Robert Klippel at TarraWarra Museum of Art
ASSEMBLED: The Art of Robert Klippel
On show November 23 until February 16, 2020
Image credit: Robert Klippel, Nos 1037-1126 Eighty - seven small polychromed tin sculptures, 1995, polychromed tin and wire, various dimensions. Art Gallery of New South Wales, Sydney, Gift of Andrew Klippel 2002 © Andrew Klippel. Courtesy of The Robert Klippel Estate, represented by Annette Larkin Fine Art, Sydney and Galerie Gmurzynska, Zurich / Copyright Agency, 2019
WENDY STAVRIANOS AT NICHOLAS THOMPSON
The abstraction of Wendy Stavrianos’ recent body of work results from the artist’s psychological and physical observations of the inescapable effects of contemporary climate catastrophe. The outcome is a collection of paintings, characterised by sharp contrasting pastels and deep black tones that reflect on the harsh reduction of the Australian landscape, marred by drought, dryness and heat.
Through the Window of an Inner Room is the outcome of Stavrianos’ private reverie about the deeper sentiment of objects, namely those collected in and around her central Victorian studio space. Living and working in this remote landscape, Stavrianos is a gatherer and cataloguer of objects whose beauty emerges from their tarnished environmental status. In the body of work’s transition from internal, individual space to collective viewing, Stavrianos ruminates on the known consequences of mankind’s willful misuse of the natural world.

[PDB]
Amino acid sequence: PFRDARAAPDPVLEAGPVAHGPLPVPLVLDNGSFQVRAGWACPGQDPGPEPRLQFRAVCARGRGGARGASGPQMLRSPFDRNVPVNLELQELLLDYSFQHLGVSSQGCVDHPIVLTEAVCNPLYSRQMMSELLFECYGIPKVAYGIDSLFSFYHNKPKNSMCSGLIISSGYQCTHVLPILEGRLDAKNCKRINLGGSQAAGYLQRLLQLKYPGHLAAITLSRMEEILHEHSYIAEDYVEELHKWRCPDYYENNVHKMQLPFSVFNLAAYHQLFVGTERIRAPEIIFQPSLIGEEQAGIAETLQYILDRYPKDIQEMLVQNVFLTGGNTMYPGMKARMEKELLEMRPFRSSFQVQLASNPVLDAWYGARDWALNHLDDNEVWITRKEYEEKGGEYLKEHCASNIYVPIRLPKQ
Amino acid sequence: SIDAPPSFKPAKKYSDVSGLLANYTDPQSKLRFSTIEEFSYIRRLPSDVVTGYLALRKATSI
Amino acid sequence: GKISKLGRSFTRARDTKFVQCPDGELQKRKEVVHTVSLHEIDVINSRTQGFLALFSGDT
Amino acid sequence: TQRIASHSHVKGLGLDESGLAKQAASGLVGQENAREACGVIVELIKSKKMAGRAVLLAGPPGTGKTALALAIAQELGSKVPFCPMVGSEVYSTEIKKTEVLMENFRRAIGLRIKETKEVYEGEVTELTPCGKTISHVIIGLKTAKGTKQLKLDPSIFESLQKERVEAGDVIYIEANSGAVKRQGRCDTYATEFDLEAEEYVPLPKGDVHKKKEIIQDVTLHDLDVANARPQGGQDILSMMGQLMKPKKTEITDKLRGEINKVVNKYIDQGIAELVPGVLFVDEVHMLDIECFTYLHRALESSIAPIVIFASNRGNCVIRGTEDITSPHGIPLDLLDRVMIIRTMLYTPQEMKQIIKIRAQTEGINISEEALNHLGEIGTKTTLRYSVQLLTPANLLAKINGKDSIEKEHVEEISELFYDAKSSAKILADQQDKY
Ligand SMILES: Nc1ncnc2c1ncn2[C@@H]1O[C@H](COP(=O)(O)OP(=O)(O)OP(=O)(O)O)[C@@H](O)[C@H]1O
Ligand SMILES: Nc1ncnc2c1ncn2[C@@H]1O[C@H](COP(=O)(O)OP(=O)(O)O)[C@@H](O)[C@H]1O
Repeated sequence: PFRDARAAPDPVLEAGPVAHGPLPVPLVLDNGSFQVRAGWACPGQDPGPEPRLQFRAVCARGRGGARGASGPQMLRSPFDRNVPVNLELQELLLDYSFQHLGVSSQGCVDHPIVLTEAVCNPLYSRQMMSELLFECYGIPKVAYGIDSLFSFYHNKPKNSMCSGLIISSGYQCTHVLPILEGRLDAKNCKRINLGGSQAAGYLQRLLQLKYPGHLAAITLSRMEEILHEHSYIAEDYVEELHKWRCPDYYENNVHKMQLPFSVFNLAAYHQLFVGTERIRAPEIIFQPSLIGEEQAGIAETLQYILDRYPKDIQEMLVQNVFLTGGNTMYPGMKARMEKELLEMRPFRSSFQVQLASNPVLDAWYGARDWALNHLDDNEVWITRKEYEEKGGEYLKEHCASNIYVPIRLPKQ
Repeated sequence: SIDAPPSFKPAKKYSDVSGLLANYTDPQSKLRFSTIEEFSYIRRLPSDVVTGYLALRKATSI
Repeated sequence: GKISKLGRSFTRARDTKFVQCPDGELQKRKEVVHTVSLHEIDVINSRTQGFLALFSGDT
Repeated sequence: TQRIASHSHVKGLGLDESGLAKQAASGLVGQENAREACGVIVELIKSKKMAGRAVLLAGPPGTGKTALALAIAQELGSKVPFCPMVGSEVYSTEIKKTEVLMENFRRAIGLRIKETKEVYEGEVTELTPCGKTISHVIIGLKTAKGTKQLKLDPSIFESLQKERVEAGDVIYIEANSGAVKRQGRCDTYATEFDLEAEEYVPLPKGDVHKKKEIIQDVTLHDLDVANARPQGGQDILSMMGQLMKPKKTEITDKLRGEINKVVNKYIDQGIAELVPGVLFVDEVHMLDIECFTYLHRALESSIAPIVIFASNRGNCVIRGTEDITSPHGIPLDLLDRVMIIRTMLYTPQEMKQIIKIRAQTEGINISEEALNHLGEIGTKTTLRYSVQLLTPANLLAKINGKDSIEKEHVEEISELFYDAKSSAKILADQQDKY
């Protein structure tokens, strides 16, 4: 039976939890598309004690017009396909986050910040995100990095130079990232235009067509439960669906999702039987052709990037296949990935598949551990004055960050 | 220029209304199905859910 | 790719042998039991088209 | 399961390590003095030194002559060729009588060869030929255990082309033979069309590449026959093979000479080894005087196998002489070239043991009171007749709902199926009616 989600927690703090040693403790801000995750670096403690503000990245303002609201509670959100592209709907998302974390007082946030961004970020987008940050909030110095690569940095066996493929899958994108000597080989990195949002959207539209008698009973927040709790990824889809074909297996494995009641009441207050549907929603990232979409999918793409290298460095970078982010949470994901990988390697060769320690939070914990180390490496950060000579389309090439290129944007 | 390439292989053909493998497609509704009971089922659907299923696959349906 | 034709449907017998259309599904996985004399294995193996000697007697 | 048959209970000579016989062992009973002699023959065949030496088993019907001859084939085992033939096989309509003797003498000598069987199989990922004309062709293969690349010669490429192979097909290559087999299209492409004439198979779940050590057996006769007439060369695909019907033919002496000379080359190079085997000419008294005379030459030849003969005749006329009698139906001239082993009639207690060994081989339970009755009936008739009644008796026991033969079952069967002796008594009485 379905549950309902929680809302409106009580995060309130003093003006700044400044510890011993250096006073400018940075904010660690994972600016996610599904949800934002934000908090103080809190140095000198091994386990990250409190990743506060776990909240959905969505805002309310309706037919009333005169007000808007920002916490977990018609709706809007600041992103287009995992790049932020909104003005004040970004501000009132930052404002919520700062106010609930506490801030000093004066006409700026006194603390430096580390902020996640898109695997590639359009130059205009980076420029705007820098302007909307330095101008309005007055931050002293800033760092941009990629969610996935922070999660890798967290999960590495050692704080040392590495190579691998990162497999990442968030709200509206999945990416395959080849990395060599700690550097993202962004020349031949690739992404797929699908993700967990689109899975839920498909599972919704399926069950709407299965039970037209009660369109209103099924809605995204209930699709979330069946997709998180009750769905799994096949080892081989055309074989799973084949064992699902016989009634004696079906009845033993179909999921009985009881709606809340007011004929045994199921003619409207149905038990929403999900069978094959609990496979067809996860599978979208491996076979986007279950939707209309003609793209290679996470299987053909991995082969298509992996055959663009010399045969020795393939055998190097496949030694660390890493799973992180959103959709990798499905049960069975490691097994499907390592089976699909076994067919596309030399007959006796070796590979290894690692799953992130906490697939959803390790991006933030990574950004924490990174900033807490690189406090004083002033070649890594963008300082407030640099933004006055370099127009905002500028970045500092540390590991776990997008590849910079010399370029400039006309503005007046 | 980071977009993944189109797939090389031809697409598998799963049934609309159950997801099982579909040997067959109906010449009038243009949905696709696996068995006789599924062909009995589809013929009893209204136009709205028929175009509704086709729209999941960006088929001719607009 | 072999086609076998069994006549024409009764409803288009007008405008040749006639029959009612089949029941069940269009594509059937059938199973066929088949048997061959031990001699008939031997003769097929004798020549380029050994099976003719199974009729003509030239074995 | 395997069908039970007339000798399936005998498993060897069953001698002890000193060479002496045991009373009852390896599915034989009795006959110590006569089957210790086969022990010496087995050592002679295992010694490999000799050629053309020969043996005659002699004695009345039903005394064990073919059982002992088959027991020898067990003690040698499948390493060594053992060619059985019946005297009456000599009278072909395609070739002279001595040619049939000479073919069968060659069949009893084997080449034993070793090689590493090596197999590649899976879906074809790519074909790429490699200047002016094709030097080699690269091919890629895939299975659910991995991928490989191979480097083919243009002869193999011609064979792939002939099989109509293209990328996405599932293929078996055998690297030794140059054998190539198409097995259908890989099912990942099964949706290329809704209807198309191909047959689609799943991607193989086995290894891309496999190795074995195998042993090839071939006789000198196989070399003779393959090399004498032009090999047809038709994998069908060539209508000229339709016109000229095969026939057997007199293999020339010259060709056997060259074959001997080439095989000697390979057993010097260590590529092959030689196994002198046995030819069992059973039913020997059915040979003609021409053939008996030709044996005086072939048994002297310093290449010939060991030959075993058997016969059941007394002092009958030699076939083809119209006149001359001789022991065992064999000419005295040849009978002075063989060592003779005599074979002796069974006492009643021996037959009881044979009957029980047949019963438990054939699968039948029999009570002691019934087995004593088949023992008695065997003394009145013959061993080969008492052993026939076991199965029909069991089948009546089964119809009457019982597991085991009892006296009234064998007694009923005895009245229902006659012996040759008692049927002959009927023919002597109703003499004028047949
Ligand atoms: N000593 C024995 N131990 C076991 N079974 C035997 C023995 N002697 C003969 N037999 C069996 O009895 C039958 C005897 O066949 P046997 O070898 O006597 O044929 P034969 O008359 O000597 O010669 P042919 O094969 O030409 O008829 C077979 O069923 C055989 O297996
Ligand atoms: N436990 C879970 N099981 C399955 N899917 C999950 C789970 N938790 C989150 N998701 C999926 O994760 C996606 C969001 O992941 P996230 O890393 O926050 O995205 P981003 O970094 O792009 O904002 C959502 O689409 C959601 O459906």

However, these paintings cannot be viewed strictly as a defeated monologue on the effects of human environmental intervention but rather as an homage to the ‘wounded beauty’, or what remains of the natural world in a state of destruction. In intricate, dark line drawing layered on top of swathes of pinks, yellows and blue-greys, Stavrianos anchors the resilience of the Australian landscape to place and memory. It is the tension between the distinctive formal approach to colour and line in these works that expose the psychology and physicality of Stavrianos’ practice. Relying on acrylic for its qualities of immediacy and malleability, Stavrianos echoes the urgency needed from humanity to reduce climate impacts. Ultimately, the organic treatment of hues is assigned a framework in the artist’s over-drawing, exemplifying the tension between how we occupy the world and how this contributes to what remains.
Wendy Stavrianos at Nicholas Thompson Gallery
Through the Window of an Inner Room
On show until October 13
Image credit: Wendy Stavrianos, Evolving Connections, 2018-19, acrylic on canvas, 128 x 171
RY DAVID BRADLEY AT BOWERBANK NINOW